Comparative Law in a Global Context: The Legal Systems of Asia and Africa

Couverture
Cambridge University Press, 30 mars 2006
Now in its second edition, this textbook presents a critical rethinking of the study of comparative law and legal theory in a globalising world, and proposes an alternative model. It highlights the inadequacies of current Western theoretical approaches in comparative law, international law, legal theory and jurisprudence, especially for studying Asian and African laws, arguing that they are too parochial and eurocentric to meet global challenges. Menski argues for combining modern natural law theories with positivist and socio-legal traditions, building an interactive, triangular concept of legal pluralism. Advocated as the fourth major approach to legal theory, this model is applied in analysing the historical and conceptual development of Hindu law, Muslim law, African laws and Chinese law.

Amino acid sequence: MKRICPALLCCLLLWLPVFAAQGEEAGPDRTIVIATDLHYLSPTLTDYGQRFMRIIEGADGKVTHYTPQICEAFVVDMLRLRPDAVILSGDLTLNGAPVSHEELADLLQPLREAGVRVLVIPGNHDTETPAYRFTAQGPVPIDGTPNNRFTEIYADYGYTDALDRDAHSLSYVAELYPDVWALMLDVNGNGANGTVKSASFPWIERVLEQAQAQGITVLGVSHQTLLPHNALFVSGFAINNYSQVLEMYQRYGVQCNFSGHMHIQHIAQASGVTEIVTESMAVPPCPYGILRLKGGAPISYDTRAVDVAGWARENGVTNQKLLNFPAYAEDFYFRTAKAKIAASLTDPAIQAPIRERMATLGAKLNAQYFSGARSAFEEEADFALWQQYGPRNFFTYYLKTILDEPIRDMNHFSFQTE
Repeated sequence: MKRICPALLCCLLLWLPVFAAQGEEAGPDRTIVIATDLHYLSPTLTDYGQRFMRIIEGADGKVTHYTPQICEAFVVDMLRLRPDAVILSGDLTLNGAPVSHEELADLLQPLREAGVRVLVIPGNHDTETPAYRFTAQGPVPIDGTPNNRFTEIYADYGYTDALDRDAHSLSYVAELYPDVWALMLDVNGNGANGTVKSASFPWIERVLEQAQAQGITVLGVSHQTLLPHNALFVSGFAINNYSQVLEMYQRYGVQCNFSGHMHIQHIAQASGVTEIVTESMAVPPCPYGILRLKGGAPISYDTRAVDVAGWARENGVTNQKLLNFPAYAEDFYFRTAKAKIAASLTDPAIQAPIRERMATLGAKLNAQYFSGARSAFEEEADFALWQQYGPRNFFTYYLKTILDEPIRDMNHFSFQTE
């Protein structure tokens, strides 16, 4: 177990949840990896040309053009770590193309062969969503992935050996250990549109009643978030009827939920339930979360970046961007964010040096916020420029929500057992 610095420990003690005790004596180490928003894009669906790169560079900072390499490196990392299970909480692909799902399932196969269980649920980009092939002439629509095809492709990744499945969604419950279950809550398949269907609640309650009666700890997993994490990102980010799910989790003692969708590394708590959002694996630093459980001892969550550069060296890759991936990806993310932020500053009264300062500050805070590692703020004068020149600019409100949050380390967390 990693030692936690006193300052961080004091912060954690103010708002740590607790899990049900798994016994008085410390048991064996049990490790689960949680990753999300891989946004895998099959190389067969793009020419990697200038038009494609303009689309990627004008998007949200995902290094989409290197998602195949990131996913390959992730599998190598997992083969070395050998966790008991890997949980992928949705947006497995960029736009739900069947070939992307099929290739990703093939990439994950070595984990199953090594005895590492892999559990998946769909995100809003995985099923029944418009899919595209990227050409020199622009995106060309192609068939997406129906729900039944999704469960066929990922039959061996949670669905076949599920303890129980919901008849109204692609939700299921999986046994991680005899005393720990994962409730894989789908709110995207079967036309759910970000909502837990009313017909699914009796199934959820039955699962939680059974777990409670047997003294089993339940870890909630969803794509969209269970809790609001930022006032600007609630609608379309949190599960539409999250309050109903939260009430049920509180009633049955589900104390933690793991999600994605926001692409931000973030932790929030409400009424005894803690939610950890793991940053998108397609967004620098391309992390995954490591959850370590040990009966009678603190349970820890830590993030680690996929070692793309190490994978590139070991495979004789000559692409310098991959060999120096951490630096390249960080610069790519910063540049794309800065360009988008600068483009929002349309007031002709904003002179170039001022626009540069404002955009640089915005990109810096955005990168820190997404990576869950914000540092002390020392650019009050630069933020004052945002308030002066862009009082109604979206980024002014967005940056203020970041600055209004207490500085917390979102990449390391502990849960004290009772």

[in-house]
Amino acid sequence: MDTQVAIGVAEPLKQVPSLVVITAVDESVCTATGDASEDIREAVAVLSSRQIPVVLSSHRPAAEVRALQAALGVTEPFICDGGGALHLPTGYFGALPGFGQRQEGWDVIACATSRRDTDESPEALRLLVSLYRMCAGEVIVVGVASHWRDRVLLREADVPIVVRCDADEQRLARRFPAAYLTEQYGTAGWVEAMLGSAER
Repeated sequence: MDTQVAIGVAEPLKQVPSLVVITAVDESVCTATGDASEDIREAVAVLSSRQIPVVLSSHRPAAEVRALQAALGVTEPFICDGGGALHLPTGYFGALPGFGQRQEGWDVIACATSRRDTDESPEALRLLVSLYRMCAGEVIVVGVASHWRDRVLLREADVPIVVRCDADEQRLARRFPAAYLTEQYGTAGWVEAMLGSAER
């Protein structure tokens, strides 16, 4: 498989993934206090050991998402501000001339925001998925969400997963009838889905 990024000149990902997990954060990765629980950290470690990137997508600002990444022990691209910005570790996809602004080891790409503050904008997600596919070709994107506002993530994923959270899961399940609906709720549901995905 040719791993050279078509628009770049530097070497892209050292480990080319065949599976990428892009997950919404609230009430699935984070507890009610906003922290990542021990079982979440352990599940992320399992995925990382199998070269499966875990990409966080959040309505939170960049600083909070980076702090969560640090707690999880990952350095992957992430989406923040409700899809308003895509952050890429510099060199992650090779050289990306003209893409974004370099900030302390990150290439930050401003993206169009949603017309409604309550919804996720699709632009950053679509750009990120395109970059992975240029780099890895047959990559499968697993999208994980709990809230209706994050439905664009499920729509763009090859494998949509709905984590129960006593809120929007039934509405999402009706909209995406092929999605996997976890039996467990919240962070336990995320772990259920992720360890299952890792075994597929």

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Table des matières

images and reflections of law
129
the search for appropriateness
196
Gods law or mens law?
279
the search for law
380
code and conduct
493
towards global legal realism
594
References 614
614
Droits d'auteur

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À propos de l'auteur (2006)

Professor of South Asian Laws, Department of Law, School of Oriental and African Studies, University of London.

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